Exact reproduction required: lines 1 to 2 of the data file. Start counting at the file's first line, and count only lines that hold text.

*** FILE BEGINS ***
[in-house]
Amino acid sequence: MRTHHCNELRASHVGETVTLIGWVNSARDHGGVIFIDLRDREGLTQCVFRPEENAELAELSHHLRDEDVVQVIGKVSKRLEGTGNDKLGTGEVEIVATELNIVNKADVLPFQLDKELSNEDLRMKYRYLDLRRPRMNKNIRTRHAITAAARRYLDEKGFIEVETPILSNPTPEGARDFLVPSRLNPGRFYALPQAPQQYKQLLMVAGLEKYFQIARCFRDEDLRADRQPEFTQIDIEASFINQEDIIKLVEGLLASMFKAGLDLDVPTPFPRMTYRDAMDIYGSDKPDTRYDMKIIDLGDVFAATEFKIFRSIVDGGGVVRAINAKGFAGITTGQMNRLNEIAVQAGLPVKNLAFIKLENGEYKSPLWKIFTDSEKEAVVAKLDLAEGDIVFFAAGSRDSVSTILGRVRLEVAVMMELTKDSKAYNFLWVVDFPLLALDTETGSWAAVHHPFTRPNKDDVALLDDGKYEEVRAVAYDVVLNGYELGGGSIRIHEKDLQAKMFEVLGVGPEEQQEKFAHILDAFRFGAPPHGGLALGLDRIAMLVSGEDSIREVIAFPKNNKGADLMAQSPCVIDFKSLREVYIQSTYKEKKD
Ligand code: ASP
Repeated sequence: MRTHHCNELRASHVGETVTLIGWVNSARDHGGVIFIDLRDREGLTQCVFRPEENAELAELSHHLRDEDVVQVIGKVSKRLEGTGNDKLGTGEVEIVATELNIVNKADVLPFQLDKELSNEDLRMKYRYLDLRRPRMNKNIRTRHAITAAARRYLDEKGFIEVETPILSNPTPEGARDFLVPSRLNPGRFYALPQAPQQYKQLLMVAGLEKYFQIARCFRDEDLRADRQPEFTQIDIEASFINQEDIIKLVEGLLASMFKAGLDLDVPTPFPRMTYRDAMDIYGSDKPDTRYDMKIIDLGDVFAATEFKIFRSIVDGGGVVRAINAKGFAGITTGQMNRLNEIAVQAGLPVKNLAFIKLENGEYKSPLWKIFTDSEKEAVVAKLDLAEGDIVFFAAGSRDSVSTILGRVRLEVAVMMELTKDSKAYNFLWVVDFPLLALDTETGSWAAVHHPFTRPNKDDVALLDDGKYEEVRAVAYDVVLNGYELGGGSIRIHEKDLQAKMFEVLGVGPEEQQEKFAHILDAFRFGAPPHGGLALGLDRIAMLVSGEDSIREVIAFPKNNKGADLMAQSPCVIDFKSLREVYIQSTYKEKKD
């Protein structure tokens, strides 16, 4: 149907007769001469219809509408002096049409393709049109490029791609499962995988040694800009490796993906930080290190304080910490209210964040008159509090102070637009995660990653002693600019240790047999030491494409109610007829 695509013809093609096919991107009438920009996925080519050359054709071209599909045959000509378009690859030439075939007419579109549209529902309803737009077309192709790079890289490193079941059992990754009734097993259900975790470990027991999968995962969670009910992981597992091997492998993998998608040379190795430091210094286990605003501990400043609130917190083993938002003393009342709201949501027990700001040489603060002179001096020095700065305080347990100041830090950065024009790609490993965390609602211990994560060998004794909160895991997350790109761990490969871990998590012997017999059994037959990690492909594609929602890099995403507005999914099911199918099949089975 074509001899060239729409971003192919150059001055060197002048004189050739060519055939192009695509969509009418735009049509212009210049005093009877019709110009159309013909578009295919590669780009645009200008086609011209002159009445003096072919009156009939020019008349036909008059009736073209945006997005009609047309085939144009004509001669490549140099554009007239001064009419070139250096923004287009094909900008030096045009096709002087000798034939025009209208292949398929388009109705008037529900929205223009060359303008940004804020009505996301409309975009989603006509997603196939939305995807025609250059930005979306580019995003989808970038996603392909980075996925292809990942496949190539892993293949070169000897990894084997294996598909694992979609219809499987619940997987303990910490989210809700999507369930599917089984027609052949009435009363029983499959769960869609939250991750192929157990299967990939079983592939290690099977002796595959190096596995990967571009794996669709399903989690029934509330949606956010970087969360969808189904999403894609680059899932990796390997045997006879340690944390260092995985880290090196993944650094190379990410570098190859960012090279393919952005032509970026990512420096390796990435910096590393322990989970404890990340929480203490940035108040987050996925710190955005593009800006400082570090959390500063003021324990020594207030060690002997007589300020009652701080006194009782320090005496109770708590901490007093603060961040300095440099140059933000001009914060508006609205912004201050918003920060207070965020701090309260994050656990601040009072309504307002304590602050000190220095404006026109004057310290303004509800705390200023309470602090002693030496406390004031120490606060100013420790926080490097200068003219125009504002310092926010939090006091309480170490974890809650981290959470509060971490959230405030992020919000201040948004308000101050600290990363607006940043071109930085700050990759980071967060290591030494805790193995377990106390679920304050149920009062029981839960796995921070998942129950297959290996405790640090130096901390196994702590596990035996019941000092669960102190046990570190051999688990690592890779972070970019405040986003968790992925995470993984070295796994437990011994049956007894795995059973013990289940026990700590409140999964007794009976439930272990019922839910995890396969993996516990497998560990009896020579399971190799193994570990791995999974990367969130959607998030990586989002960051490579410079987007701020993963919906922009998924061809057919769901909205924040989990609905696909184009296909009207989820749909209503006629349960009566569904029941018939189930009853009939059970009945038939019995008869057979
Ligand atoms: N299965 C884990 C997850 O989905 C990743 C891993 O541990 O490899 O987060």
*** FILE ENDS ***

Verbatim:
[in-house]
Amino acid sequence: MRTHHCNELRASHVGETVTLIGWVNSARDHGGVIFIDLRDREGLTQCVFRPEENAELAELSHHLRDEDVVQVIGKVSKRLEGTGNDKLGTGEVEIVATELNIVNKADVLPFQLDKELSNEDLRMKYRYLDLRRPRMNKNIRTRHAITAAARRYLDEKGFIEVETPILSNPTPEGARDFLVPSRLNPGRFYALPQAPQQYKQLLMVAGLEKYFQIARCFRDEDLRADRQPEFTQIDIEASFINQEDIIKLVEGLLASMFKAGLDLDVPTPFPRMTYRDAMDIYGSDKPDTRYDMKIIDLGDVFAATEFKIFRSIVDGGGVVRAINAKGFAGITTGQMNRLNEIAVQAGLPVKNLAFIKLENGEYKSPLWKIFTDSEKEAVVAKLDLAEGDIVFFAAGSRDSVSTILGRVRLEVAVMMELTKDSKAYNFLWVVDFPLLALDTETGSWAAVHHPFTRPNKDDVALLDDGKYEEVRAVAYDVVLNGYELGGGSIRIHEKDLQAKMFEVLGVGPEEQQEKFAHILDAFRFGAPPHGGLALGLDRIAMLVSGEDSIREVIAFPKNNKGADLMAQSPCVIDFKSLREVYIQSTYKEKKD